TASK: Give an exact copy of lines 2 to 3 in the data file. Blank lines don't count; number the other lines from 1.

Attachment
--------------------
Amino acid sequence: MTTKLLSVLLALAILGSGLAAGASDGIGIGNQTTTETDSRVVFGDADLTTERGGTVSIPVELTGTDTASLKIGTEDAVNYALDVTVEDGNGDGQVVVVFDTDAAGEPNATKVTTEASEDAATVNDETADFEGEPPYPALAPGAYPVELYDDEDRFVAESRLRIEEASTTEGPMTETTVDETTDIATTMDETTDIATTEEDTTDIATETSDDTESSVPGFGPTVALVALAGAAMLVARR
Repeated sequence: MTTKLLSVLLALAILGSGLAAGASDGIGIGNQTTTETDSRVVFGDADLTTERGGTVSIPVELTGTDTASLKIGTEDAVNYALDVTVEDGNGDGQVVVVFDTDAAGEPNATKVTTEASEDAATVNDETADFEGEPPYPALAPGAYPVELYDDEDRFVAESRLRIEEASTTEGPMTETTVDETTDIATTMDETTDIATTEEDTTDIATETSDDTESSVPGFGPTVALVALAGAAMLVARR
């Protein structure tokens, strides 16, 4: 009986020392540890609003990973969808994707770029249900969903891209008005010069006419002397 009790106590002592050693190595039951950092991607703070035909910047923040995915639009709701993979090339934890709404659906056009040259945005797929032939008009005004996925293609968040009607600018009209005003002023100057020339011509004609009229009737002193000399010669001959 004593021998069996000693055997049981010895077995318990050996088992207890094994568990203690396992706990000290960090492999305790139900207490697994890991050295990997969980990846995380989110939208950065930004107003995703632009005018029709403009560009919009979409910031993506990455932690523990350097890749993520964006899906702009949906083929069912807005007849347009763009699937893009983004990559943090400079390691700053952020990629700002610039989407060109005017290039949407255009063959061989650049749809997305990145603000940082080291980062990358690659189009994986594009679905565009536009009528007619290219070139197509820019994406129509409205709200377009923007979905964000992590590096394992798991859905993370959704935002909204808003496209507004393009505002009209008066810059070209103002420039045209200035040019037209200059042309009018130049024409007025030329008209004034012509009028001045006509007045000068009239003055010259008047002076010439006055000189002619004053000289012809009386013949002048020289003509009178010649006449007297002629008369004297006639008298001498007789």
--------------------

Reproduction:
Repeated sequence: MTTKLLSVLLALAILGSGLAAGASDGIGIGNQTTTETDSRVVFGDADLTTERGGTVSIPVELTGTDTASLKIGTEDAVNYALDVTVEDGNGDGQVVVVFDTDAAGEPNATKVTTEASEDAATVNDETADFEGEPPYPALAPGAYPVELYDDEDRFVAESRLRIEEASTTEGPMTETTVDETTDIATTMDETTDIATTEEDTTDIATETSDDTESSVPGFGPTVALVALAGAAMLVARR
């Protein structure tokens, strides 16, 4: 009986020392540890609003990973969808994707770029249900969903891209008005010069006419002397 009790106590002592050693190595039951950092991607703070035909910047923040995915639009709701993979090339934890709404659906056009040259945005797929032939008009005004996925293609968040009607600018009209005003002023100057020339011509004609009229009737002193000399010669001959 004593021998069996000693055997049981010895077995318990050996088992207890094994568990203690396992706990000290960090492999305790139900207490697994890991050295990997969980990846995380989110939208950065930004107003995703632009005018029709403009560009919009979409910031993506990455932690523990350097890749993520964006899906702009949906083929069912807005007849347009763009699937893009983004990559943090400079390691700053952020990629700002610039989407060109005017290039949407255009063959061989650049749809997305990145603000940082080291980062990358690659189009994986594009679905565009536009009528007619290219070139197509820019994406129509409205709200377009923007979905964000992590590096394992798991859905993370959704935002909204808003496209507004393009505002009209008066810059070209103002420039045209200035040019037209200059042309009018130049024409007025030329008209004034012509009028001045006509007045000068009239003055010259008047002076010439006055000189002619004053000289012809009386013949002048020289003509009178010649006449007297002629008369004297006639008298001498007789």